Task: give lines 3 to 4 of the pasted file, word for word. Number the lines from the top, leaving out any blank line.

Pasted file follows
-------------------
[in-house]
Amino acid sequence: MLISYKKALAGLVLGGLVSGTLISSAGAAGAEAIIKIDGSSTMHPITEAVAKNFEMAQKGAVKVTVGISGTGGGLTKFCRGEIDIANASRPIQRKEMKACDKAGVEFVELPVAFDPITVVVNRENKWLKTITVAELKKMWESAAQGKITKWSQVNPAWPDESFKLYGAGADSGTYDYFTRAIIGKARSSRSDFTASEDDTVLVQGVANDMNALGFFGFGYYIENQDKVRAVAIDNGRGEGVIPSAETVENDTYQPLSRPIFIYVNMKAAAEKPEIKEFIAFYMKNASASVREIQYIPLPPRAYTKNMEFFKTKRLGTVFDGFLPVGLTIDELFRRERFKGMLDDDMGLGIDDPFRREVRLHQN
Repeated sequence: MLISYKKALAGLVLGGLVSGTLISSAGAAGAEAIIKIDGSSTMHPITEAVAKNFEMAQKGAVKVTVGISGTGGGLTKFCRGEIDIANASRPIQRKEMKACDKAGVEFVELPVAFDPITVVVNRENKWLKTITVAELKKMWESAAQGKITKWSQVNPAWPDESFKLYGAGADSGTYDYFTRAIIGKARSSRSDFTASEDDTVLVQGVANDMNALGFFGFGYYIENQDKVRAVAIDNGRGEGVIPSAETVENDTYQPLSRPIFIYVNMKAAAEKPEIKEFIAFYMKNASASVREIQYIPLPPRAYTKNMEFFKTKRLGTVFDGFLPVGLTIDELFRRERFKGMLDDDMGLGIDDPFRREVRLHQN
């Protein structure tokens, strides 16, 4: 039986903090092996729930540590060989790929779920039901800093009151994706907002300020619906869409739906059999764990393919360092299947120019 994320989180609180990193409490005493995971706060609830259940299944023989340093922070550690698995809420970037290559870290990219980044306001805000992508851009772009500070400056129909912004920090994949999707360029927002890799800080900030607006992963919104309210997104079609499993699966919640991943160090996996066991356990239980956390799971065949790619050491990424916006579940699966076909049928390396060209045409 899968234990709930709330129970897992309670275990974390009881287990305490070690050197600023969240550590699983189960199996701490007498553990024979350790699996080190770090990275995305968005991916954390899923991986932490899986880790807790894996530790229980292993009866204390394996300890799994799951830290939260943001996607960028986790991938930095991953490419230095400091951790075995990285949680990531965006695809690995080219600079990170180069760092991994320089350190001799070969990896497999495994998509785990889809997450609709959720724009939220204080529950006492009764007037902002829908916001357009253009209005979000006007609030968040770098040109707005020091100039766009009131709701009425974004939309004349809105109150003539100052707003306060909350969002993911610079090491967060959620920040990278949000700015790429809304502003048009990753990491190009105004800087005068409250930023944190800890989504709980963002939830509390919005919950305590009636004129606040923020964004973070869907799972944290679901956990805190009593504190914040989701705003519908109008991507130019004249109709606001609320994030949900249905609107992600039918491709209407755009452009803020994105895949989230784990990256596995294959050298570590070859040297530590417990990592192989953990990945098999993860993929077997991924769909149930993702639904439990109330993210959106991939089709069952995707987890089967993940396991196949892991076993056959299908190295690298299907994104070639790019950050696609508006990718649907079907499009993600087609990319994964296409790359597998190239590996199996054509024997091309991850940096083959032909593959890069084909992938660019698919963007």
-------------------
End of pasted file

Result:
Repeated sequence: MLISYKKALAGLVLGGLVSGTLISSAGAAGAEAIIKIDGSSTMHPITEAVAKNFEMAQKGAVKVTVGISGTGGGLTKFCRGEIDIANASRPIQRKEMKACDKAGVEFVELPVAFDPITVVVNRENKWLKTITVAELKKMWESAAQGKITKWSQVNPAWPDESFKLYGAGADSGTYDYFTRAIIGKARSSRSDFTASEDDTVLVQGVANDMNALGFFGFGYYIENQDKVRAVAIDNGRGEGVIPSAETVENDTYQPLSRPIFIYVNMKAAAEKPEIKEFIAFYMKNASASVREIQYIPLPPRAYTKNMEFFKTKRLGTVFDGFLPVGLTIDELFRRERFKGMLDDDMGLGIDDPFRREVRLHQN
């Protein structure tokens, strides 16, 4: 039986903090092996729930540590060989790929779920039901800093009151994706907002300020619906869409739906059999764990393919360092299947120019 994320989180609180990193409490005493995971706060609830259940299944023989340093922070550690698995809420970037290559870290990219980044306001805000992508851009772009500070400056129909912004920090994949999707360029927002890799800080900030607006992963919104309210997104079609499993699966919640991943160090996996066991356990239980956390799971065949790619050491990424916006579940699966076909049928390396060209045409 899968234990709930709330129970897992309670275990974390009881287990305490070690050197600023969240550590699983189960199996701490007498553990024979350790699996080190770090990275995305968005991916954390899923991986932490899986880790807790894996530790229980292993009866204390394996300890799994799951830290939260943001996607960028986790991938930095991953490419230095400091951790075995990285949680990531965006695809690995080219600079990170180069760092991994320089350190001799070969990896497999495994998509785990889809997450609709959720724009939220204080529950006492009764007037902002829908916001357009253009209005979000006007609030968040770098040109707005020091100039766009009131709701009425974004939309004349809105109150003539100052707003306060909350969002993911610079090491967060959620920040990278949000700015790429809304502003048009990753990491190009105004800087005068409250930023944190800890989504709980963002939830509390919005919950305590009636004129606040923020964004973070869907799972944290679901956990805190009593504190914040989701705003519908109008991507130019004249109709606001609320994030949900249905609107992600039918491709209407755009452009803020994105895949989230784990990256596995294959050298570590070859040297530590417990990592192989953990990945098999993860993929077997991924769909149930993702639904439990109330993210959106991939089709069952995707987890089967993940396991196949892991076993056959299908190295690298299907994104070639790019950050696609508006990718649907079907499009993600087609990319994964296409790359597998190239590996199996054509024997091309991850940096083959032909593959890069084909992938660019698919963007």